The United States Supreme Court has recently issued three much anticipated decisions. The first case, Rent-A-Center, West, Inc. v. Jackson, allows parties to limit a federal court’s role in determining whether an arbitration agreement is enforceable. The second case, City of Ontario, California v. Quon, is the first time the Court has addressed employee privacy rights in electronic communications. The third case, New Process Steel, L.P. v. National Labor Relations Board, leaves uncertain the results of all cases decided by the National Labor Relations Board (NLRB) between January 1, 2008 and March 2010.
Jackson and Arbitration Agreements
In Jackson, a 5-4 divided Court held that an arbitration agreement can delegate "gateway questions of arbitrability" to an arbitrator, rather than a court. Under the Federal Arbitration Act a federal court must order the parties to arbitration if there is a valid and enforceable arbitration agreement. In Jackson, the plaintiff filed an employment discrimination suit against his former employer. The employer filed a motion to dismiss based on an arbitration agreement signed by the plaintiff. The plaintiff opposed the motion, arguing that the agreement was unenforceable. The agreement contained a provision providing that the arbitrator would have exclusive authority to resolve any dispute relating to interpretation, applicability, enforceability, or formation of the agreement.
The Supreme Court concluded that the last provision was merely "an additional, antecedent agreement" delegating threshold issues of enforceability to an arbitrator, which was enforceable. Notably, the plaintiff challenged the enforceability of the entire arbitration agreement, not specifically the "delegation provision." The Court explained that a federal court will only intervene if the basis of the challenge is "directed specifically to the agreement to arbitrate."
After Jackson, all arbitration agreements should be reviewed to determine whether a "delegation provision" is appropriate. While a "delegation provision" may not be appropriate for every company, it can strengthen the role of an arbitrator in resolving disputes.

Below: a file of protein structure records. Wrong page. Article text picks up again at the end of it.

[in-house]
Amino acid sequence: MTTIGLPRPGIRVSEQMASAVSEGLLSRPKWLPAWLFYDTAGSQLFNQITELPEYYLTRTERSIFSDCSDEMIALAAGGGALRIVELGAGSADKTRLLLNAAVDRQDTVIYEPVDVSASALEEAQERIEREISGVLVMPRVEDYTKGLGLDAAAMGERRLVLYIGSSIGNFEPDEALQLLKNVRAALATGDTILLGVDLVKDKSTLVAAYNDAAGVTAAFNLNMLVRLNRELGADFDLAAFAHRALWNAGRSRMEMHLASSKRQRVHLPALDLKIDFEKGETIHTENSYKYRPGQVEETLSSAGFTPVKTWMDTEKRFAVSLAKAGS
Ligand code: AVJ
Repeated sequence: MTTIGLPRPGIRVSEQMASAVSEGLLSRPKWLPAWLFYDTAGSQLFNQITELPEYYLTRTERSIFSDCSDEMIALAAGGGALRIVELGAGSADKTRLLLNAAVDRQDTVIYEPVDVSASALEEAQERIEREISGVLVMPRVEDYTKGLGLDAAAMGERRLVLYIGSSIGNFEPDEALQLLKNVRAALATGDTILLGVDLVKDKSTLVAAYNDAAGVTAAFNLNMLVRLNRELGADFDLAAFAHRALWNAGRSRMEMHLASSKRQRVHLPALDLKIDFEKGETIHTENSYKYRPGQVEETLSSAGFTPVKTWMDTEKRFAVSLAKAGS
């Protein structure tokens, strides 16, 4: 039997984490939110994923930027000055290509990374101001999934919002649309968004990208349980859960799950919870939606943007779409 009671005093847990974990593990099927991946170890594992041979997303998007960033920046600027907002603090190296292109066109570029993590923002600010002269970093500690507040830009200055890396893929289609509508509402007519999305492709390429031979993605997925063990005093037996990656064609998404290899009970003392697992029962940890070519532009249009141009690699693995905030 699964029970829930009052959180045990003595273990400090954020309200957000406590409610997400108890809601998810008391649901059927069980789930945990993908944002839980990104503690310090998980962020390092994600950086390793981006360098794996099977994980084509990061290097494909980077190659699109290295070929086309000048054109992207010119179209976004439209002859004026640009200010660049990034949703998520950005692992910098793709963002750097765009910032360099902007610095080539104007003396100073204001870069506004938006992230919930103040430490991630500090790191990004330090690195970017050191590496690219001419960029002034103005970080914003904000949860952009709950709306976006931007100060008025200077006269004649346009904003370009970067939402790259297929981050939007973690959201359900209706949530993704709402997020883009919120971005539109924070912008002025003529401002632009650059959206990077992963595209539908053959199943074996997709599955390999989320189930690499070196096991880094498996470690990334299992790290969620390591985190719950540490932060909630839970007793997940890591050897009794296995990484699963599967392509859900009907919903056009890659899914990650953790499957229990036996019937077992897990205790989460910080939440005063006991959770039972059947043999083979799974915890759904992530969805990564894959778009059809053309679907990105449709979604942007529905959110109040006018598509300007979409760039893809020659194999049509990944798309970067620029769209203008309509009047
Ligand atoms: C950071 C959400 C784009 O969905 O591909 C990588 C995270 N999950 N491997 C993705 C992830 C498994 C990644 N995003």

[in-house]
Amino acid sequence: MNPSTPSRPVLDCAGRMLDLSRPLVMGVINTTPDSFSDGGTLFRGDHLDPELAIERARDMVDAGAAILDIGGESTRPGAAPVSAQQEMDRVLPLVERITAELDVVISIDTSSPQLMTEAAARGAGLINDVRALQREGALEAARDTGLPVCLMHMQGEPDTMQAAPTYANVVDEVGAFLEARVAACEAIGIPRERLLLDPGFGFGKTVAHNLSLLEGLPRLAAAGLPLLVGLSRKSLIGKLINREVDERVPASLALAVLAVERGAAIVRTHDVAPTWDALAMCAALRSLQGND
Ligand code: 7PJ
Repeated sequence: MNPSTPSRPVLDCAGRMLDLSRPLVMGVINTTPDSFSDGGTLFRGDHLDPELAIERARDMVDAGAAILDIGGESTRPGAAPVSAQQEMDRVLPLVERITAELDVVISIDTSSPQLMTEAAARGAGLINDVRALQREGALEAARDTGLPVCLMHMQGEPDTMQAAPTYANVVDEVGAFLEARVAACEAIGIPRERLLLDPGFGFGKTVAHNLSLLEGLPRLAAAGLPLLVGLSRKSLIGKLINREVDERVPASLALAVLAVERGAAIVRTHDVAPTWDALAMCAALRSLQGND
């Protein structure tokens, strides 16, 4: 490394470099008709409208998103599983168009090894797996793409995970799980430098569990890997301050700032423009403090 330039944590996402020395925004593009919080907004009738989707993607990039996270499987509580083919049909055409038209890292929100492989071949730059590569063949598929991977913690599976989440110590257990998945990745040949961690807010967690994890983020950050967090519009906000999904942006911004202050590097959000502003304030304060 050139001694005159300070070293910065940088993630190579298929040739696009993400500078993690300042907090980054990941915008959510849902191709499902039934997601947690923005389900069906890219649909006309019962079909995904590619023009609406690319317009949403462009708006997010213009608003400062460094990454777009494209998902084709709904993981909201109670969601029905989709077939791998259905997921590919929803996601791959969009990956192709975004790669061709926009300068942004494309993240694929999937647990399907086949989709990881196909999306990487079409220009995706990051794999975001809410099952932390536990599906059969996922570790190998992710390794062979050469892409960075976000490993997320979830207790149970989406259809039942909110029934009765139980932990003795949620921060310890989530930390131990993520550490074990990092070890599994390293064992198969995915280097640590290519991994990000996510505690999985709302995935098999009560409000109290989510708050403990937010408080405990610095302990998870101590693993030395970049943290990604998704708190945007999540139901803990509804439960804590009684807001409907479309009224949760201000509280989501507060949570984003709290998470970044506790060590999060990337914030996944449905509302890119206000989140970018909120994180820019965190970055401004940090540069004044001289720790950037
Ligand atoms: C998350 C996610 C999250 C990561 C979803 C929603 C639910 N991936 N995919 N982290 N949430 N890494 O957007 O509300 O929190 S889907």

Quon and Employee Electronic Communications
In Quon, the Court concluded that a City did not violate its employees’ privacy rights when it reviewed text messages sent on City-issued devices. In Quon, the City of Ontario, California issued text messaging devices to members of the SWAT Team. Upon issuing the devices, the City reminded the officers that, pursuant to the City’s Computer Policy, text messages could be audited (and reviewed) just like emails. As part of the audit, the City reviewed all messages sent by officers that exceeded their message limit. Because the purpose of the audit was to determine whether the City needed additional messages, only texts sent while the officers were on duty were reviewed.
Initially, the Court refused to address whether the officers had a reasonable expectation of privacy in the text messages sent on City-issued devices. The Court explained that the "[r]apid changes" in technology and communications require caution to avoid "far-reaching," unpredictable implications. However, the Court reiterated that "employer policies concerning communications will of course shape the reasonable expectations of employees, especially to the extent such policies are clearly communicated."
The Court determined that the search was reasonable given that it was "justified at its inception" and was not "excessively intrusive." The Court found the audit was justified because it was ordered for a "work-related purpose," determining whether the City needed to increase its message limit. Additionally, the Court emphasized that the City reduced the intrusiveness of the audit by only reviewing the messages sent while the officers were on duty.
The Quon decision provides a reminder that a "clearly communicated" policy may provide employers latitude to monitor their employees’ electronic communications.
New Process and The National Labor Relations Board
In New Process, the Court concluded that the NLRB did not have authority to issue decisions from January 1, 2008, through March 2010, when the Board had only two of its five positions filled.
At the end of December 2007, the NLRB was left with only two members (one democrat appointed and one republican appointed). The two-member Board proceeded to issue almost 600 decisions during the next 27 months. In more than 70 of those cases the losing party appealed the decision to a Federal Court of Appeals, arguing that the two-member board did not have authority to issue decisions.
The Court’s decision leaves almost 600 decisions issued by the two-member board with uncertainty. Now that the NLRB has four members, it is unclear how it will handle the previously decided cases.